Around that time, one senior figure at Stamford Bridge was discussing their recruitment plans. When it was suggested it would be ‘madness’ to re-sign Lukaku for significantly more than the £28million he had been sold to Everton for just three years earlier, the response was blunt. “We don’t care. We want him.”
Unfortunately for Chelsea, that message did not get through to Lukaku. Rather, it was their hesitancy in paying the £75m that Manchester United put on the table that proved a major factor in convincing the Belgian that Old Trafford was the right move. By the time Chelsea matched that bid, it was too late.
It is a theme of Lukaku’s career that he thrives under managers who believe in him. He chose to leave United after just two seasons when Ole Gunnar Solskjaer focused his attention on the emerging talent of Marcus Rashford and the fitful Anthony Martial ahead of him.
Conte — by then at Inter Milan — left Lukaku in no doubt that he would be valued in Italy and helped the 28-year-old realise his potential as one of the finest strikers in the world.
It is the same story at international level, where his relationship with Belgium manager Roberto Martinez has seen him become his country’s record goal-scorer. So tight is their bond that Martinez would have been confident of luring him to Tottenham as Harry Kane’s replacement had he been appointed Jose Mourinho’s successor this summer.
Thomas Tuchel’s determination to finally bring him back to the club where he was earmarked as the next Didier Drogba when at Chelsea’s academy, convinced him to tell Inter he wanted to go.
The club-record £97.5m fee is proof enough of Tuchel’s faith in him — even if Erling Haaland was Chelsea’s top target — and he knows he is considered the missing piece in what is expected to be a robust challenge to Manchester City’s domestic this season.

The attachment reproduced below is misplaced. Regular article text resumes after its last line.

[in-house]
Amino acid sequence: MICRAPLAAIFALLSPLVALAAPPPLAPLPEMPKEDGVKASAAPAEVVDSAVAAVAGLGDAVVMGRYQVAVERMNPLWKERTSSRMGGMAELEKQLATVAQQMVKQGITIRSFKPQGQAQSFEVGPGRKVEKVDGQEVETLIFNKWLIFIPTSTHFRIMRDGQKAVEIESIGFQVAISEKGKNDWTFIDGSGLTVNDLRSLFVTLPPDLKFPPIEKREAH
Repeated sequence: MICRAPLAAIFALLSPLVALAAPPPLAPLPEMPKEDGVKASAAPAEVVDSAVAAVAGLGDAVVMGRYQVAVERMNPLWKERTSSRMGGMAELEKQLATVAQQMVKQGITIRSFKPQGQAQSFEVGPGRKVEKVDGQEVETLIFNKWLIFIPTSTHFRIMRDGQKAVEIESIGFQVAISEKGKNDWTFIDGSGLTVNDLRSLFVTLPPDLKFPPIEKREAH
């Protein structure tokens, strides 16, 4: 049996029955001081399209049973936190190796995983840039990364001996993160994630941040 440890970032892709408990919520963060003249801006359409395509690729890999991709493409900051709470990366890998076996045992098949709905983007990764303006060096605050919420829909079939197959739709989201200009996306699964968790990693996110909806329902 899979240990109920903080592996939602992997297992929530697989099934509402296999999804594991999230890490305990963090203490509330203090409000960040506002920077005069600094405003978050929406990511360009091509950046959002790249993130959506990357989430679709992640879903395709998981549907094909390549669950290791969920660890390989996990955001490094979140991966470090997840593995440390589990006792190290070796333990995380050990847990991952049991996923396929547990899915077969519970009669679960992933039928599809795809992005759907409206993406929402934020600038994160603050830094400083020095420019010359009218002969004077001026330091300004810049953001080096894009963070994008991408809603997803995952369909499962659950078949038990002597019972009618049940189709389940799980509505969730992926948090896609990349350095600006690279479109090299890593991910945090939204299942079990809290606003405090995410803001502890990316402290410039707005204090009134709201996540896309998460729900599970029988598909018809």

Chelsea managed just 25 goals in 19 Premier League games under Tuchel, with their wastefulness so nearly costing them a top-four finish. It is their standout deficiency in comparison to City, who they beat on three separate occasions in the final weeks of the season but trailed by 19 points.
Even playing the majority of the campaign without a striker, Pep Guardiola’s champions scored 83 goals compared with Chelsea’s 58. In the three previous seasons, City scored 102, 95 and 106 respectively. The last time Chelsea outscored them was in Conte’s title-winning campaign, with a return of 85, compared with 80.
Conte wanted to build from a position of strength with the additions of Van Dijk and Lukaku, but got neither of his top two targets, which could be viewed as a sliding doors moment for the Premier League.
No team capitalised on Chelsea’s recruitment failures more than City, who went on to win three of the next four titles. The other went to Liverpool, who signed the centre-back Conte craved most — Van Dijk.
There are no guarantees that Conte would have built a dynasty on the back of buying Lukaku and Van Dijk, but it is notable that Chelsea are taking no chances after Tuchel delivered the biggest club prize — the Champions League — after just four months in the job.
If Lukaku can replicate his form from Italy over the past two seasons — scoring 64 goals in 95 games for Inter — he could be the decisive factor in Chelsea’s pursuit of the title.
The man Conte wanted to keep Guardiola at bay four years ago could now be the man to end the City manager’s era of dominance.